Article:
Why '1996' is one of the most important Canlit books of 2013

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Digital and lexical grooves bring a new voice to Canadian poetry

In an age where the Beiber tearing world of internet fan hysteria never wanes, it’s safe to say in no version of reality will Canadian poetry ever experience the same sort of fanaticism.

Yet, if you know a poet, or better yet, if your sister or brother is dating a poet, you might have heard just enough to confuse you about the entire industry. Regardless, poetry books exist, are published, discussed, promoted and marketed on a daily basis.

The statistical side of Canadian poetry is something philosophical, a bit frightening and at times, tedious.

With so many poetry books being published, so few spots for top dog in prizes and the chatter around vanishing review opportunities -- as a former books editor we received approximately 60 poetry books a year and reviewed 12-20 annually -- perhaps local hype is the only hope for a singular poetry title from an unknown to make it up the poetry charts so to speak.

Like any genre within an industry, Canadian Poetry itself is a perennial water cooler topic bubbling all the live-long day. Every year a crop of poets new and old make short lists, are heralded as must-reads and get lauded by cart-wheeling editors and peers.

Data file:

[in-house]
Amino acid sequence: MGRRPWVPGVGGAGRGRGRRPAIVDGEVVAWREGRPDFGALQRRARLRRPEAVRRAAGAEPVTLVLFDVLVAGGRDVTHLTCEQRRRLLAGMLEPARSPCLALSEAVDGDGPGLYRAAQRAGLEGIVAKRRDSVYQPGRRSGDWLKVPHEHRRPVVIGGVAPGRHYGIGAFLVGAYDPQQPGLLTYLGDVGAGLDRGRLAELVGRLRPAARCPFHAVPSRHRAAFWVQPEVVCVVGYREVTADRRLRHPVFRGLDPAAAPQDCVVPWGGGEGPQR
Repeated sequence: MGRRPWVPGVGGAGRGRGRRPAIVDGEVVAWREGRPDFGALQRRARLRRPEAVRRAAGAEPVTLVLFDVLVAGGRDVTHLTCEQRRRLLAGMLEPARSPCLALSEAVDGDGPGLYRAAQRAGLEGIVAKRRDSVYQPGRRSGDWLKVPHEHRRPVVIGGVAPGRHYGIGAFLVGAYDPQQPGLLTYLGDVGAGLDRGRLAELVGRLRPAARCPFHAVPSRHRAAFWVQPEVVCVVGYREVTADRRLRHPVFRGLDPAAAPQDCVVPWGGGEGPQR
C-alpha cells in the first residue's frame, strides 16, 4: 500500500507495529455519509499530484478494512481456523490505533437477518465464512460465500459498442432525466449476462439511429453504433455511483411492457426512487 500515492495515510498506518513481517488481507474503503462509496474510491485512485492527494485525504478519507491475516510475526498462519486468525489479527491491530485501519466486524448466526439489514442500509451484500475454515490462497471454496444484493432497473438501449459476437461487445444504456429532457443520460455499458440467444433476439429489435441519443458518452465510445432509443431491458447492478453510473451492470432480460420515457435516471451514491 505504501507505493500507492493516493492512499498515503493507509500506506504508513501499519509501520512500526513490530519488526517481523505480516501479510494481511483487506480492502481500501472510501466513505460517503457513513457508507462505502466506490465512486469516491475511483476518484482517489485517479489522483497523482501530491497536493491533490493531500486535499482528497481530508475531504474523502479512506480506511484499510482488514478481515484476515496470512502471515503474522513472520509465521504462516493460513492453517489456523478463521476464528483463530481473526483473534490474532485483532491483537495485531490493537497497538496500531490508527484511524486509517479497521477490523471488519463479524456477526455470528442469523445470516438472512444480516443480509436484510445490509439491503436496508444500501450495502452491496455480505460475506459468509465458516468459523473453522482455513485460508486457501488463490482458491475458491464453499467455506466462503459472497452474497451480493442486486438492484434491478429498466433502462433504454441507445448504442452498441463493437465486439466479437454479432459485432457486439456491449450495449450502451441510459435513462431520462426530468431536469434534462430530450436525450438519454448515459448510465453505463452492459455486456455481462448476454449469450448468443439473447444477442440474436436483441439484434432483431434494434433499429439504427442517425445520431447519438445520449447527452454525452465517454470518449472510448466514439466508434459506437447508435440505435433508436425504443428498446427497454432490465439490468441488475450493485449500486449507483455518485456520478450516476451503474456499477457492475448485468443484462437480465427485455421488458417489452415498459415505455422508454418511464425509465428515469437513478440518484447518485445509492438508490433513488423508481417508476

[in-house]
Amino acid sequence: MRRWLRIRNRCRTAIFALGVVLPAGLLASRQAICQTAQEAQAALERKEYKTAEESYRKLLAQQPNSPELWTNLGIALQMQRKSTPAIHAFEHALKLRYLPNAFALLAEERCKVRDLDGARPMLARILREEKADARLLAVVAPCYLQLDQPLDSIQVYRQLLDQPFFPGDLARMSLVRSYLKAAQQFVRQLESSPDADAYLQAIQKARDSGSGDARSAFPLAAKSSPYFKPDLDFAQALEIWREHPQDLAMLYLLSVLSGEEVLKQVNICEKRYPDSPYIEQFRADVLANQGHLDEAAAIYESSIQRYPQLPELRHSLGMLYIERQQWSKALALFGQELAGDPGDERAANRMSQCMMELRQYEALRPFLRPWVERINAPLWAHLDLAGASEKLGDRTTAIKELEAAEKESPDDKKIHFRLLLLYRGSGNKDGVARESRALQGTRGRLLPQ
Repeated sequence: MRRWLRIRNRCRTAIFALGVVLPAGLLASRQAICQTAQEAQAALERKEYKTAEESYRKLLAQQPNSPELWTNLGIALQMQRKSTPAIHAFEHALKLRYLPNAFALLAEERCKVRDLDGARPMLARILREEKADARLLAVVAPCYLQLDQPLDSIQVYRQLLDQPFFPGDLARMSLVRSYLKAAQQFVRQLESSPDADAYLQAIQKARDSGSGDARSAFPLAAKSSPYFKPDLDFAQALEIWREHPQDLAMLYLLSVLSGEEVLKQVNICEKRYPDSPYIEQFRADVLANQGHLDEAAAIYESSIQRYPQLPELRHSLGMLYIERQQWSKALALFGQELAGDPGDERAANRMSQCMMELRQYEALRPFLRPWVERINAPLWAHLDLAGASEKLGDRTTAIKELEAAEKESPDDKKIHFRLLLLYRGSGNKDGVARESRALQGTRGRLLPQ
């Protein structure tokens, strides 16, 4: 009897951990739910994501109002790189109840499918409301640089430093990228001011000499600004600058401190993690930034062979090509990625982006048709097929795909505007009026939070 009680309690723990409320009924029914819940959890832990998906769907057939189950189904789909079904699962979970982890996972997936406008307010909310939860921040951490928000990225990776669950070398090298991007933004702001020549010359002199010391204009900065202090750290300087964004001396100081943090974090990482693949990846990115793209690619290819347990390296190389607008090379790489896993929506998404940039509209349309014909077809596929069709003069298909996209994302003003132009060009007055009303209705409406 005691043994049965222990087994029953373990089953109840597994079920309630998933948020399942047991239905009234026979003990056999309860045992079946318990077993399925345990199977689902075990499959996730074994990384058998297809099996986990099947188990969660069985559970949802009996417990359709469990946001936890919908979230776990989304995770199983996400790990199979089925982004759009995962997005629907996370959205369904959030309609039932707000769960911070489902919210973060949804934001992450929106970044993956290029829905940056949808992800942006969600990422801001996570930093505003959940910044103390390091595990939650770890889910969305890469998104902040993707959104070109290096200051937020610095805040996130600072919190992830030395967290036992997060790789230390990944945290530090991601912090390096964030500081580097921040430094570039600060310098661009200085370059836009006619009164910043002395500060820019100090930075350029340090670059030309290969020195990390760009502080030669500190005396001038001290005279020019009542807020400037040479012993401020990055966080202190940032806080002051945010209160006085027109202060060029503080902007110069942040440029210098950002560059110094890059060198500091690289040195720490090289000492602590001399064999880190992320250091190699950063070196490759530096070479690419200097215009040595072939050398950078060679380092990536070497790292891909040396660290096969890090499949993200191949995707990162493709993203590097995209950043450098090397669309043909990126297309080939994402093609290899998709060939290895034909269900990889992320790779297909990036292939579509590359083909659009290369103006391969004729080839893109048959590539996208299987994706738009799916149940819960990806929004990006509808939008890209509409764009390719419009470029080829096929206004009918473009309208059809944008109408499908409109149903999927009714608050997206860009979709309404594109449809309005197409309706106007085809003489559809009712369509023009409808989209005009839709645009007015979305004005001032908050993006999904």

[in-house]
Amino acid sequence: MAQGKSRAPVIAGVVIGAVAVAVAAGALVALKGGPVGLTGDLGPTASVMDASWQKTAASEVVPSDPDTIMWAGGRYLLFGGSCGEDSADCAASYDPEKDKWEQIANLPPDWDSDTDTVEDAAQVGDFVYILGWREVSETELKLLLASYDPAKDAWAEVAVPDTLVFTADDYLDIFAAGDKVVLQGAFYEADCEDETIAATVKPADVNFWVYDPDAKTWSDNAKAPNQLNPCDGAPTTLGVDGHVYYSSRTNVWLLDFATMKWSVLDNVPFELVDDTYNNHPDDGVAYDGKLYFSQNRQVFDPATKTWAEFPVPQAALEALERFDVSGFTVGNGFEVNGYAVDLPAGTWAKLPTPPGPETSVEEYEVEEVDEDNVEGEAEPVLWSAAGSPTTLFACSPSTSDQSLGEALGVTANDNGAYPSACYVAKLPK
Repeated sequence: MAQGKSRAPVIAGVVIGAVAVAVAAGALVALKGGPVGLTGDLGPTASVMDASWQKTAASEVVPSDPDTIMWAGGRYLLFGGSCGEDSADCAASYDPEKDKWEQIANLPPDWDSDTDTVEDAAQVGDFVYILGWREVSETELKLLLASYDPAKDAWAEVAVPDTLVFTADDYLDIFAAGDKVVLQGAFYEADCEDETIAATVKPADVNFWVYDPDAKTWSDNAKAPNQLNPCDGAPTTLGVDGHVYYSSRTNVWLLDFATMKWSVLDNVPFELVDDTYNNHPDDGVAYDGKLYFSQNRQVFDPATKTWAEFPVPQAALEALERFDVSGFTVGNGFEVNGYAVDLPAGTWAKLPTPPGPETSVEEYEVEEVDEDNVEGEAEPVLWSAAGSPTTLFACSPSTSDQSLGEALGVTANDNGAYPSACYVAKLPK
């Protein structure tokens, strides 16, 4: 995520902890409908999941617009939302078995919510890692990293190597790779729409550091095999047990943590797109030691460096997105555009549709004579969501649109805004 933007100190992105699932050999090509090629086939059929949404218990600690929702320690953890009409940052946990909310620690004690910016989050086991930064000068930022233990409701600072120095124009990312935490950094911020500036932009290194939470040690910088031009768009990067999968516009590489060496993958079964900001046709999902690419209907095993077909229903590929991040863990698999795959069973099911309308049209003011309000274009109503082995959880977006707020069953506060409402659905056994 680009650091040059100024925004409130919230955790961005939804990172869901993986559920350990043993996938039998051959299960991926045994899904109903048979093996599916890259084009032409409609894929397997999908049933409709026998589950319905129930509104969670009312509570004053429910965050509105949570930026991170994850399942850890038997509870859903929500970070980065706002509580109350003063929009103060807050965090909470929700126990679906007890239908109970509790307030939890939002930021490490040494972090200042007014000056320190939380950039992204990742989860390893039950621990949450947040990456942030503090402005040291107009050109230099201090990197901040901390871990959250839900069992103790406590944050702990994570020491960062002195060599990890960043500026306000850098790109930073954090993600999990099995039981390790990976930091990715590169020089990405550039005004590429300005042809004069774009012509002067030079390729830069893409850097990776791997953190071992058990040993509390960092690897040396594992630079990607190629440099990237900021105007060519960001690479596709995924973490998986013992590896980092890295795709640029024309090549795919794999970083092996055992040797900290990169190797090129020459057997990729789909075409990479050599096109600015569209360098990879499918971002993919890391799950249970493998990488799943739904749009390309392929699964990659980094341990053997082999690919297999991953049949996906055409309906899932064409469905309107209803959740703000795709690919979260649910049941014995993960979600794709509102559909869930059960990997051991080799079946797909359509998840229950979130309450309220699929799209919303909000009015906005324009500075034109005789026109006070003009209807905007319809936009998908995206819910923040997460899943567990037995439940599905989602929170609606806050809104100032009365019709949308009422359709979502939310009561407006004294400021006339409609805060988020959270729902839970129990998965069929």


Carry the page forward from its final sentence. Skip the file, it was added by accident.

Over the last decade, with awards such as The Griffin Poetry Prize, The Walrus Poetry Prize and The Montreal Poetry Prize, and small press initiatives such as Tightrope Books Best Canadian Poetry in English series or Rob Mclennan recently editing the Canadian section for the US journal New American Writing, poetry as a subject of book media attention is anything but a marginalized and neglected genre.

In his The Globe and Mail column a few months ago, novelist Russell Smith charted poetry’s recharged batteries in Canada. Listing off examples like an episode of Law & Order, Smith also cites the internet as panacea to poetry’s quiet riot.

"Quite simply, it is easier to read and share poems now, and people are actually doing it," he muses. Add the "poem a day" app, the return of TTC poetry series and poets becoming more active on social media putting an end to the stereotype of poetry being something distant and intangible for other crowds.

Recreation, visitation and the idea of slumming it in one’s own self identity could be the best way to describe a new movement in Canadian writing.

The autobiographical element in poetry is perhaps more visible these days simply because poets are riffing off their own digital and lexical grooves to find their poetry. Diaries, emails and conversational shrapnel find their way into this modern voice.

Take Elizabeth Bachinsky’s I Don't Feel So Good. It is a thin volume comprised of material selected from the handwritten journals and notes she went through from 1986-2012; one example of the riffing off the self. The collection’s voice is personal, inventorial and at times densely subjective and self-parodying.

And that brings us to 1996, poet Sara Peters debut collection, wherein the poet moves from first person confessional to portraits of boys and girls with distinct voyeuristic conjuring, all the while playing with voice, age and context -- all key to Peters work.